Want more? They also help you have more control over your conversation with the hiring manager. It facilitates finding out what the hiring manger is really interested in, so that you can talk about what’s going to sell you as a candidate for the job.
The 30/60/90-day plan takes some effort to put together. The research on the company is the most extensive and time-consuming part (but you need to know that stuff anyway, right?) and then it takes some strategic thinking to actually write out the plan. But just the effort alone makes you shine in the interview because most candidates won’t go that far in thinking about their role at the company before they’ve even got the job. It makes the hiring manager look at you and think, “If this candidate will work this hard and show this much commitment to the company before we’ve even hired him, what will he do as an employee?” And THAT’S what you want him to think.
To really shine in the interview, you want to blow the hiring manager away with your focus, energy, initiative and dedication right from the start. The 30/60/90-day plan is the way to do that.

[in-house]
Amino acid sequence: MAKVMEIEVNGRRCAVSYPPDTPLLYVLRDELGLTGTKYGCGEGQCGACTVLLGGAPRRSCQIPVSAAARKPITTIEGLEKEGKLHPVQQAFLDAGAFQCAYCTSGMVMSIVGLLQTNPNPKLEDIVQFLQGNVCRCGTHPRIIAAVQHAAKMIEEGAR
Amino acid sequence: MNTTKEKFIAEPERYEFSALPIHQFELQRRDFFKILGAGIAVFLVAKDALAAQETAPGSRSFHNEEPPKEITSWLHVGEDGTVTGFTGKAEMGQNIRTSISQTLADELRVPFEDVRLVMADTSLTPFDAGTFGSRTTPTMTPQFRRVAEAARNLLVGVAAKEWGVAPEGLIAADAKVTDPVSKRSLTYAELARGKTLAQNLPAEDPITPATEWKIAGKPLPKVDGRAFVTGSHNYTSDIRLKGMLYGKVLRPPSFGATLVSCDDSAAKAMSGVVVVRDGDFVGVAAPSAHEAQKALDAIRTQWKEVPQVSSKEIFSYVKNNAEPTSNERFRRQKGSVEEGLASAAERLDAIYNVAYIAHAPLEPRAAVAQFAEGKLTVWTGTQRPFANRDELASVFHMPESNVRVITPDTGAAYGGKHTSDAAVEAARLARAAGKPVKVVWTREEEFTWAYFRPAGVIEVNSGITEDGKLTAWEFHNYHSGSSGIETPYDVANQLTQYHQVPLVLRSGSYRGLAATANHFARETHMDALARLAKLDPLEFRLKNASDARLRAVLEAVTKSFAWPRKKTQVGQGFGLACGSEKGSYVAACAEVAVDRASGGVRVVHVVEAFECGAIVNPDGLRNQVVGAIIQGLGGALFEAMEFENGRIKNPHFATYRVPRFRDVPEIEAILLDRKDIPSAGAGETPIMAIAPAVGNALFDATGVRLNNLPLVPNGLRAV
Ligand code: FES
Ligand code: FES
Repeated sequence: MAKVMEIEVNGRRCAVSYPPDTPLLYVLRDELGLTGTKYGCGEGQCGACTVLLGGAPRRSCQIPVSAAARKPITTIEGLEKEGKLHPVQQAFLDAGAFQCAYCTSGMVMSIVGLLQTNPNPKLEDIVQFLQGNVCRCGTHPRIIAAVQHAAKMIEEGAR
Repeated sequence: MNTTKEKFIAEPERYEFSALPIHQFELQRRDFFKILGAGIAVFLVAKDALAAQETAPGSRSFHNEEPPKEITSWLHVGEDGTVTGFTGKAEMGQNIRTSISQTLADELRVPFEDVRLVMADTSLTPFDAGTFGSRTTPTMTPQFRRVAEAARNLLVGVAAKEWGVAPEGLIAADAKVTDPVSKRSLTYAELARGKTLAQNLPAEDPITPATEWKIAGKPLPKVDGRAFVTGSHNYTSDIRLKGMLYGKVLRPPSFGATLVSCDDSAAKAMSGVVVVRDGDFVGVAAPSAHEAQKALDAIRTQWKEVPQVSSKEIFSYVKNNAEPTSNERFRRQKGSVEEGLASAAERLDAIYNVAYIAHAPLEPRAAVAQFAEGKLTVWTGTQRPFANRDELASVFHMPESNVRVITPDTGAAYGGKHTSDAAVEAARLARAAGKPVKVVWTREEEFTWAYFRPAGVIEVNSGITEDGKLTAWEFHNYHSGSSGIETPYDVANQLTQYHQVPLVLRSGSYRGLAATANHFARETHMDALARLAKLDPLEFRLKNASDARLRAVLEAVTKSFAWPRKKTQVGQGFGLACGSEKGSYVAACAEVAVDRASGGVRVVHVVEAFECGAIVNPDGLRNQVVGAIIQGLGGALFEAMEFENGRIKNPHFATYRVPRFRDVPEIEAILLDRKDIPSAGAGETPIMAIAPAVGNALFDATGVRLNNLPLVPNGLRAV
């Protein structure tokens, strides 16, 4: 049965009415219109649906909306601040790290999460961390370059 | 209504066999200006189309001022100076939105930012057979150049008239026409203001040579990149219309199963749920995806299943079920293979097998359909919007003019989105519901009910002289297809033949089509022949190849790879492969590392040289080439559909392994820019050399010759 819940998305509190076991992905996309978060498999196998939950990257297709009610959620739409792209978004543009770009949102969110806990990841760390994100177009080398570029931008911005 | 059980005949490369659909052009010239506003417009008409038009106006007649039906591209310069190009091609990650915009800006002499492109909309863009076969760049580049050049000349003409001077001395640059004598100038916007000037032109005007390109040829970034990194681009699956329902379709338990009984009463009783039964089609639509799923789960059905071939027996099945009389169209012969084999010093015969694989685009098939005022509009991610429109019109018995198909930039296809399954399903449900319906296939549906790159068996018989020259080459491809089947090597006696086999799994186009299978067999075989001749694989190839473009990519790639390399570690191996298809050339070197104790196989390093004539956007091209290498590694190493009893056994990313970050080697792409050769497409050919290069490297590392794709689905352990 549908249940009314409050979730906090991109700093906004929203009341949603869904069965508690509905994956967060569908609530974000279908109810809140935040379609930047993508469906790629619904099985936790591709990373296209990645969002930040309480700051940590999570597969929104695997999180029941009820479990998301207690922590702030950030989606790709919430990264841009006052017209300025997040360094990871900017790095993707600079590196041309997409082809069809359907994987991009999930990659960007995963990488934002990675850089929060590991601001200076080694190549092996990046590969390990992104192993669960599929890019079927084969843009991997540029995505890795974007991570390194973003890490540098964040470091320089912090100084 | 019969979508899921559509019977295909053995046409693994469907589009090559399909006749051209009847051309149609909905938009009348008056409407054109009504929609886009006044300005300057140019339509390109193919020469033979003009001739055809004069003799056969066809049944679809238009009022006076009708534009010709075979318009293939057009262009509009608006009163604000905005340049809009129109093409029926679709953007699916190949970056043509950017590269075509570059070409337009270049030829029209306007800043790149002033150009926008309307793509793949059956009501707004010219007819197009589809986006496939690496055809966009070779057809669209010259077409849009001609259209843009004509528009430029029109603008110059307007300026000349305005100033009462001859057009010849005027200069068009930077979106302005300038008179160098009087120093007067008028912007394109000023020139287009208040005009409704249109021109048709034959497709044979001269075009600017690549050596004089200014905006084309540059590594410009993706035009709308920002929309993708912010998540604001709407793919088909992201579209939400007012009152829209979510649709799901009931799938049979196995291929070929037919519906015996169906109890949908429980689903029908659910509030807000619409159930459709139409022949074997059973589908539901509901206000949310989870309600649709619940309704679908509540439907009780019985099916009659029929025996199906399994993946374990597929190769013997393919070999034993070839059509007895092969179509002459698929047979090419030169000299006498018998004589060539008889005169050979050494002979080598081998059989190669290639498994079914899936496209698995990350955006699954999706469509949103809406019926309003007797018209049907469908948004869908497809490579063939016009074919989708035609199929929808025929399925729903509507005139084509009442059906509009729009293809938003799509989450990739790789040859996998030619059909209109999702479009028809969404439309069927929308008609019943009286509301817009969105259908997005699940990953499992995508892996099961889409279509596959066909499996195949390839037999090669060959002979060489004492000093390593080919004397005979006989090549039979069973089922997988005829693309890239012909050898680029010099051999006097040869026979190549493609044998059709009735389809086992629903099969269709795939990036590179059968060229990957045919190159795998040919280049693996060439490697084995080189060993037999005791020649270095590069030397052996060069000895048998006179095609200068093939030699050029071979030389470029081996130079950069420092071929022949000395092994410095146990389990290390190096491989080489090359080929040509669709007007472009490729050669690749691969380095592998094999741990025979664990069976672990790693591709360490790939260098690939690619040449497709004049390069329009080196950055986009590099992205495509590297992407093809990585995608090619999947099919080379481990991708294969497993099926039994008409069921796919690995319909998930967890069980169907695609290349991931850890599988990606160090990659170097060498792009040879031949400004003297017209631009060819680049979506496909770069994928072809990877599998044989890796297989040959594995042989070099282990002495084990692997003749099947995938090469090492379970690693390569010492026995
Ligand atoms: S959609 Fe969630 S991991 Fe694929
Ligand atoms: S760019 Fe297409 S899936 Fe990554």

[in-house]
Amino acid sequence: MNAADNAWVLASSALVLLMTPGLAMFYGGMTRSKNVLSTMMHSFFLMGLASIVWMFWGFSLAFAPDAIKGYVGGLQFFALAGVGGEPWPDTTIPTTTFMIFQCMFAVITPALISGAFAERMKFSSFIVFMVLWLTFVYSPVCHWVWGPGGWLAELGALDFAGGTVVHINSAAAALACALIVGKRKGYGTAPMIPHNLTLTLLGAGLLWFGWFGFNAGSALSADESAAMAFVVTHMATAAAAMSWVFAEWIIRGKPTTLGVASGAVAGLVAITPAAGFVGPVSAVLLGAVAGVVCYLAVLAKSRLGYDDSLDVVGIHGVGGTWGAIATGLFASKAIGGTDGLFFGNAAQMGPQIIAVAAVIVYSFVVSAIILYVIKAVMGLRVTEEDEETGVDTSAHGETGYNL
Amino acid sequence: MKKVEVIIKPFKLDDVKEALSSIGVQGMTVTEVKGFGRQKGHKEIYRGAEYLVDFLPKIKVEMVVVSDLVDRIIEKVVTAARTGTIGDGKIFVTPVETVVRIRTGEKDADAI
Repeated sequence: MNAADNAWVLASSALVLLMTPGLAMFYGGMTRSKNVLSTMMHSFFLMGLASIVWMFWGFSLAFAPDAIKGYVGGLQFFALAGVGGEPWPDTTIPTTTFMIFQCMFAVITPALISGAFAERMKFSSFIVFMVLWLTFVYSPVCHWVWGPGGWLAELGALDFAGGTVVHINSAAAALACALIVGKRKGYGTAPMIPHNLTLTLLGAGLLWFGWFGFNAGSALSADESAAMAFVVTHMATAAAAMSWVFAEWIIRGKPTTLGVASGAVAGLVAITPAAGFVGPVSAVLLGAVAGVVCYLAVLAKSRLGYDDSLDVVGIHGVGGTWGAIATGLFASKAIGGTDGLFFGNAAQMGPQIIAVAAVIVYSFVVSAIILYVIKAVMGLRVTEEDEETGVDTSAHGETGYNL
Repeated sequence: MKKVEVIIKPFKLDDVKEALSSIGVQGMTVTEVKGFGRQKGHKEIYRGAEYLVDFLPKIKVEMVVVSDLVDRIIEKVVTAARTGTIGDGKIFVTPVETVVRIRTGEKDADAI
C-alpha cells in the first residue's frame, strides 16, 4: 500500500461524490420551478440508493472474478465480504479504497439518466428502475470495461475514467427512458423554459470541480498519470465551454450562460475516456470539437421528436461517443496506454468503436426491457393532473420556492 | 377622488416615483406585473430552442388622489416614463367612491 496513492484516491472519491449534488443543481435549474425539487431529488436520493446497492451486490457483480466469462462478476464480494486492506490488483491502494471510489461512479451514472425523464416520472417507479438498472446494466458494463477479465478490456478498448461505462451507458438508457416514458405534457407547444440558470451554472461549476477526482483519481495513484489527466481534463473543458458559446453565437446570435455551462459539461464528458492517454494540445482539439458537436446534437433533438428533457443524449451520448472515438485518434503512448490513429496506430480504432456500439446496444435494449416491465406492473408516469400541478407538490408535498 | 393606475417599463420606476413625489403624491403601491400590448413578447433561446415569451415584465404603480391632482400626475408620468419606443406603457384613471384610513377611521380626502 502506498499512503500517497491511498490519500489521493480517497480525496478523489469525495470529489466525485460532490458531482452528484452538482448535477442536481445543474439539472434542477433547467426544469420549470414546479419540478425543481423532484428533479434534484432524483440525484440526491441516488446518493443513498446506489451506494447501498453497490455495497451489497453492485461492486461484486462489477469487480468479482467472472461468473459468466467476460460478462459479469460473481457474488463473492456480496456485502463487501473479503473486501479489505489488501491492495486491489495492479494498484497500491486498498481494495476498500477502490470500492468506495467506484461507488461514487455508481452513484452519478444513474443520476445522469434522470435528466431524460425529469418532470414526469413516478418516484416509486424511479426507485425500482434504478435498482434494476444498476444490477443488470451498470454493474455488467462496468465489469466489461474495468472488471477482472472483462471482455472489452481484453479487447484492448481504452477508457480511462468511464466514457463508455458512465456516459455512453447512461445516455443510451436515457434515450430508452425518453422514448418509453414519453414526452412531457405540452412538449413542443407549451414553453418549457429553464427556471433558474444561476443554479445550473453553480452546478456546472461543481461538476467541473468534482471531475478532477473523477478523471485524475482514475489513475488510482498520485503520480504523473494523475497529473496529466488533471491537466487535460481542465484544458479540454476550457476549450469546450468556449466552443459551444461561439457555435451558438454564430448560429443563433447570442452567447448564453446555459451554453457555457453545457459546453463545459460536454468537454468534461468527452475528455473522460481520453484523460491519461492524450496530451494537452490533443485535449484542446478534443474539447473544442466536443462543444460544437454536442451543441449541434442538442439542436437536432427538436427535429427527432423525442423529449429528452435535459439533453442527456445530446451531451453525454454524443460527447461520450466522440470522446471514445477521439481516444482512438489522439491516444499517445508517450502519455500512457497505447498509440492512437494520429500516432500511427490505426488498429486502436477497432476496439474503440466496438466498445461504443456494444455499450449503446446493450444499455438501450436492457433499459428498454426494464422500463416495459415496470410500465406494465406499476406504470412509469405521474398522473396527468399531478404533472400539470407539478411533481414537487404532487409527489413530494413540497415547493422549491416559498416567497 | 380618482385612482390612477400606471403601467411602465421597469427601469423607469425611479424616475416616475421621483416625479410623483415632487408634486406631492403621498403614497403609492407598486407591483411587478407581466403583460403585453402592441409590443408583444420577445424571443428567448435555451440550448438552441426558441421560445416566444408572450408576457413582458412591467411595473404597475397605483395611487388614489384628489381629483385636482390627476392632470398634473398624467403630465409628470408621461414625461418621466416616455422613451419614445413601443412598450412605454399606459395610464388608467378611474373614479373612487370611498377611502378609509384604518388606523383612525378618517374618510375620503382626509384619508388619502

Here is a proven plan available for you, complete with samples, coaching, and an actual fill-in-the-blank template:
If you’d like more information on how to shine in the interview, sign up for my free training webinar, How to Answer Interview Questions.
You turned down a good job offer for a medical sales job because you were sure you were getting a better one….and then you didn’t.
What now? Can you get that offer back? Maybe.
Here’s your best shot at turning this situation around for you:?
Many people find that there are roadblocks they can’t get past when trying to break into medical sales, medical devices, laboratory sales, or other health care sales–but it can be done, and here’s a quick audio clip with 4 great tips on how to get a job in medical sales with no experience in the medical area:
Also: Don’t miss this webinar: How to Land a Job in Medical Sales
It’s a FREE, one-hour training class on everything you need to know to break into this area.